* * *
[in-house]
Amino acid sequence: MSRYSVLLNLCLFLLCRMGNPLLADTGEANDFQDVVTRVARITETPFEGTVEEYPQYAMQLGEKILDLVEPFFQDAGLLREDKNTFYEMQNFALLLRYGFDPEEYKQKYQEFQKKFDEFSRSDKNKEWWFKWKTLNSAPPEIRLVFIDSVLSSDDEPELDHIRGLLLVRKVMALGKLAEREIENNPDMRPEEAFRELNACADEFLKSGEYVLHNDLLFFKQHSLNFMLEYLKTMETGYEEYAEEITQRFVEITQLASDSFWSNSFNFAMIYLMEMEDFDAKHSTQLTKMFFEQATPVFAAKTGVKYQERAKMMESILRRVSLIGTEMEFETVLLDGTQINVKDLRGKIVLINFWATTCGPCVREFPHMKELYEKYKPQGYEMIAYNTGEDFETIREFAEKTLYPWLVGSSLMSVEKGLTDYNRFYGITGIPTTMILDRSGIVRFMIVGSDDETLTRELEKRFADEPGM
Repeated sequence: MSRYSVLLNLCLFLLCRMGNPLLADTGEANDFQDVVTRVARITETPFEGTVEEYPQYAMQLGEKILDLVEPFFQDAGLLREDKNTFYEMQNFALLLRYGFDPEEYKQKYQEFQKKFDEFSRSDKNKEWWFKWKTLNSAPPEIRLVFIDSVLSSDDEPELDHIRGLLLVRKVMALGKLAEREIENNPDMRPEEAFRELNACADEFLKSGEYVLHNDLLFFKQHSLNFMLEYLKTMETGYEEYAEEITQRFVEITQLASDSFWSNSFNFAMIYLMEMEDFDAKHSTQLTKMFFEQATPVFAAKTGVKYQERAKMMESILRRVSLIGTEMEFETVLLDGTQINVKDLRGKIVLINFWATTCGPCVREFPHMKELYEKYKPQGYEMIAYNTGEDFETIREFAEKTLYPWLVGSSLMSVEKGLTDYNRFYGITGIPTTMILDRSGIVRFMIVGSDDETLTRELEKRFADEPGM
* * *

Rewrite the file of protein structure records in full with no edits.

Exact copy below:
[in-house]
Amino acid sequence: MSRYSVLLNLCLFLLCRMGNPLLADTGEANDFQDVVTRVARITETPFEGTVEEYPQYAMQLGEKILDLVEPFFQDAGLLREDKNTFYEMQNFALLLRYGFDPEEYKQKYQEFQKKFDEFSRSDKNKEWWFKWKTLNSAPPEIRLVFIDSVLSSDDEPELDHIRGLLLVRKVMALGKLAEREIENNPDMRPEEAFRELNACADEFLKSGEYVLHNDLLFFKQHSLNFMLEYLKTMETGYEEYAEEITQRFVEITQLASDSFWSNSFNFAMIYLMEMEDFDAKHSTQLTKMFFEQATPVFAAKTGVKYQERAKMMESILRRVSLIGTEMEFETVLLDGTQINVKDLRGKIVLINFWATTCGPCVREFPHMKELYEKYKPQGYEMIAYNTGEDFETIREFAEKTLYPWLVGSSLMSVEKGLTDYNRFYGITGIPTTMILDRSGIVRFMIVGSDDETLTRELEKRFADEPGM
Repeated sequence: MSRYSVLLNLCLFLLCRMGNPLLADTGEANDFQDVVTRVARITETPFEGTVEEYPQYAMQLGEKILDLVEPFFQDAGLLREDKNTFYEMQNFALLLRYGFDPEEYKQKYQEFQKKFDEFSRSDKNKEWWFKWKTLNSAPPEIRLVFIDSVLSSDDEPELDHIRGLLLVRKVMALGKLAEREIENNPDMRPEEAFRELNACADEFLKSGEYVLHNDLLFFKQHSLNFMLEYLKTMETGYEEYAEEITQRFVEITQLASDSFWSNSFNFAMIYLMEMEDFDAKHSTQLTKMFFEQATPVFAAKTGVKYQERAKMMESILRRVSLIGTEMEFETVLLDGTQINVKDLRGKIVLINFWATTCGPCVREFPHMKELYEKYKPQGYEMIAYNTGEDFETIREFAEKTLYPWLVGSSLMSVEKGLTDYNRFYGITGIPTTMILDRSGIVRFMIVGSDDETLTRELEKRFADEPGM